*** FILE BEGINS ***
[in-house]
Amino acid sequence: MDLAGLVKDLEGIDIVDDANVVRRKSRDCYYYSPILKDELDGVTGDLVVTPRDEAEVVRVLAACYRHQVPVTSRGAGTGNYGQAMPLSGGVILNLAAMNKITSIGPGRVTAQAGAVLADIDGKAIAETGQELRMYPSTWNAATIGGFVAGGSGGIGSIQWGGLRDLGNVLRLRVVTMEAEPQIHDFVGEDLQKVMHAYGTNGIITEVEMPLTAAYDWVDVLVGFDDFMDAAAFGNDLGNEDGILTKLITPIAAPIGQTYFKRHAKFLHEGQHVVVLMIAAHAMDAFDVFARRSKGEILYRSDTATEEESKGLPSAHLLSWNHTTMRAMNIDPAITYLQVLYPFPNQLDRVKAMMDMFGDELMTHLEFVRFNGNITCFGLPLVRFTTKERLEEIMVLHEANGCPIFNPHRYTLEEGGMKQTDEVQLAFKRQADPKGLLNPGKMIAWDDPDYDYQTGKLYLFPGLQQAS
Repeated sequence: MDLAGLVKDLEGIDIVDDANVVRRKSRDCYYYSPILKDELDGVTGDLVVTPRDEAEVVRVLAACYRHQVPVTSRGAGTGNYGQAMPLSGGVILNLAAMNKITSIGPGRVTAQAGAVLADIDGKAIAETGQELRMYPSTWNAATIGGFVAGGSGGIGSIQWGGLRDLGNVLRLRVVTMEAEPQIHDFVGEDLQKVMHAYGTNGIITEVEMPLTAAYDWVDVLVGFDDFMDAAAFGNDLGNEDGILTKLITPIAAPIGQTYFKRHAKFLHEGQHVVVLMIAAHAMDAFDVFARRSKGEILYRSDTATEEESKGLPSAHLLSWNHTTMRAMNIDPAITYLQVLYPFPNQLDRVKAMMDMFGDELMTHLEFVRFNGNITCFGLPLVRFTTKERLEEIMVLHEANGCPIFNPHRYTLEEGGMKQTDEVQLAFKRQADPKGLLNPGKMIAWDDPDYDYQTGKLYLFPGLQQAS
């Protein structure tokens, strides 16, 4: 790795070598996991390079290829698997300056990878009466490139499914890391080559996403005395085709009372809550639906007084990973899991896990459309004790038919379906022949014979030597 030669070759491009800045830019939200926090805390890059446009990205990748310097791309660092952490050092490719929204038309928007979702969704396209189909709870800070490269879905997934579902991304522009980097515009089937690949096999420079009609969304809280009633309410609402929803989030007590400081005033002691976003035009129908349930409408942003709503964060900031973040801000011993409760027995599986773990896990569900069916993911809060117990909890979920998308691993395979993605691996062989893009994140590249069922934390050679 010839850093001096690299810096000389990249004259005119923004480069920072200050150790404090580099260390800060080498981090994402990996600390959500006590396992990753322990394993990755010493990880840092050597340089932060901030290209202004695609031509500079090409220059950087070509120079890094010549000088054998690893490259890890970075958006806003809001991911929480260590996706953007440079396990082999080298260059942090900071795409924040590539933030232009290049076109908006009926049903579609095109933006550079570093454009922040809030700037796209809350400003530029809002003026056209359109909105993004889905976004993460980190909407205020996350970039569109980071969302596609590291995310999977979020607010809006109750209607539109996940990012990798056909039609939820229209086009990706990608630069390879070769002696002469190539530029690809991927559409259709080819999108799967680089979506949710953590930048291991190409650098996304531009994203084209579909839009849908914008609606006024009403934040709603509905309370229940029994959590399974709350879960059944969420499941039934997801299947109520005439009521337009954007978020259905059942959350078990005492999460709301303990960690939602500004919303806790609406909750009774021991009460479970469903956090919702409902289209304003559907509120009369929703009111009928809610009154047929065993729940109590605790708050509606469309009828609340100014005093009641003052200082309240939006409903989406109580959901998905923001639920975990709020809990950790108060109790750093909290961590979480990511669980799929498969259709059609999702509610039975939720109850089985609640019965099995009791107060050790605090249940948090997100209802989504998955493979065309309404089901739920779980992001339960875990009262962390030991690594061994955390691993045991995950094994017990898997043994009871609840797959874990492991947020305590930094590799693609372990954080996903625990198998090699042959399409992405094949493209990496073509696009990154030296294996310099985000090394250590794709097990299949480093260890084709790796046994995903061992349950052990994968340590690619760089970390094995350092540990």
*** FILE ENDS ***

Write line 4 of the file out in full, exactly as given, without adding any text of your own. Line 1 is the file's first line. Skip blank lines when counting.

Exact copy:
């Protein structure tokens, strides 16, 4: 790795070598996991390079290829698997300056990878009466490139499914890391080559996403005395085709009372809550639906007084990973899991896990459309004790038919379906022949014979030597 030669070759491009800045830019939200926090805390890059446009990205990748310097791309660092952490050092490719929204038309928007979702969704396209189909709870800070490269879905997934579902991304522009980097515009089937690949096999420079009609969304809280009633309410609402929803989030007590400081005033002691976003035009129908349930409408942003709503964060900031973040801000011993409760027995599986773990896990569900069916993911809060117990909890979920998308691993395979993605691996062989893009994140590249069922934390050679 010839850093001096690299810096000389990249004259005119923004480069920072200050150790404090580099260390800060080498981090994402990996600390959500006590396992990753322990394993990755010493990880840092050597340089932060901030290209202004695609031509500079090409220059950087070509120079890094010549000088054998690893490259890890970075958006806003809001991911929480260590996706953007440079396990082999080298260059942090900071795409924040590539933030232009290049076109908006009926049903579609095109933006550079570093454009922040809030700037796209809350400003530029809002003026056209359109909105993004889905976004993460980190909407205020996350970039569109980071969302596609590291995310999977979020607010809006109750209607539109996940990012990798056909039609939820229209086009990706990608630069390879070769002696002469190539530029690809991927559409259709080819999108799967680089979506949710953590930048291991190409650098996304531009994203084209579909839009849908914008609606006024009403934040709603509905309370229940029994959590399974709350879960059944969420499941039934997801299947109520005439009521337009954007978020259905059942959350078990005492999460709301303990960690939602500004919303806790609406909750009774021991009460479970469903956090919702409902289209304003559907509120009369929703009111009928809610009154047929065993729940109590605790708050509606469309009828609340100014005093009641003052200082309240939006409903989406109580959901998905923001639920975990709020809990950790108060109790750093909290961590979480990511669980799929498969259709059609999702509610039975939720109850089985609640019965099995009791107060050790605090249940948090997100209802989504998955493979065309309404089901739920779980992001339960875990009262962390030991690594061994955390691993045991995950094994017990898997043994009871609840797959874990492991947020305590930094590799693609372990954080996903625990198998090699042959399409992405094949493209990496073509696009990154030296294996310099985000090394250590794709097990299949480093260890084709790796046994995903061992349950052990994968340590690619760089970390094995350092540990």